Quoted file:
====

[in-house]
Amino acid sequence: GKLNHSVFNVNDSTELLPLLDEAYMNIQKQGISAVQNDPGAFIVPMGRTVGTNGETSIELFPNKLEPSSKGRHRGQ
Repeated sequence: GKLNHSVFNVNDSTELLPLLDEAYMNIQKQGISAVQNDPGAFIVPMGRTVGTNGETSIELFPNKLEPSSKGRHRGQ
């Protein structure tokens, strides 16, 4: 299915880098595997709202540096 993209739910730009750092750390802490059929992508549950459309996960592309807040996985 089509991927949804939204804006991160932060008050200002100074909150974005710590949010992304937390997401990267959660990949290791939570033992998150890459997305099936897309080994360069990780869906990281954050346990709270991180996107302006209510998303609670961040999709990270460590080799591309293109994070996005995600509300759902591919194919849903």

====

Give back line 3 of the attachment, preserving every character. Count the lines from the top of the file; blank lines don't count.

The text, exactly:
Repeated sequence: GKLNHSVFNVNDSTELLPLLDEAYMNIQKQGISAVQNDPGAFIVPMGRTVGTNGETSIELFPNKLEPSSKGRHRGQ